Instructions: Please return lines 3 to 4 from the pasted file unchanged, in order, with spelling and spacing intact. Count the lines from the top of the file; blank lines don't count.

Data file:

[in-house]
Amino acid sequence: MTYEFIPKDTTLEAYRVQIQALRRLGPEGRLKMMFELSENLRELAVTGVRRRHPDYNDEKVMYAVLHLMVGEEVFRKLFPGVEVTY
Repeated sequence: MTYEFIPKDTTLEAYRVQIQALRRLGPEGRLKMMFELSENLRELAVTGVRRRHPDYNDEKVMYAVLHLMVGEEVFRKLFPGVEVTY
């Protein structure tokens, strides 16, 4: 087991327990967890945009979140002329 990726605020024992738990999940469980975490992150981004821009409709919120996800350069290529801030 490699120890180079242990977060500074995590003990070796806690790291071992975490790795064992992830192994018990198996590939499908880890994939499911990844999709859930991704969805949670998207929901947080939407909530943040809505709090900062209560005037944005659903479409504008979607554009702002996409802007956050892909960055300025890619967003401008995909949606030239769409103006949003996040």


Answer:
Repeated sequence: MTYEFIPKDTTLEAYRVQIQALRRLGPEGRLKMMFELSENLRELAVTGVRRRHPDYNDEKVMYAVLHLMVGEEVFRKLFPGVEVTY
């Protein structure tokens, strides 16, 4: 087991327990967890945009979140002329 990726605020024992738990999940469980975490992150981004821009409709919120996800350069290529801030 490699120890180079242990977060500074995590003990070796806690790291071992975490790795064992992830192994018990198996590939499908880890994939499911990844999709859930991704969805949670998207929901947080939407909530943040809505709090900062209560005037944005659903479409504008979607554009702002996409802007956050892909960055300025890619967003401008995909949606030239769409103006949003996040």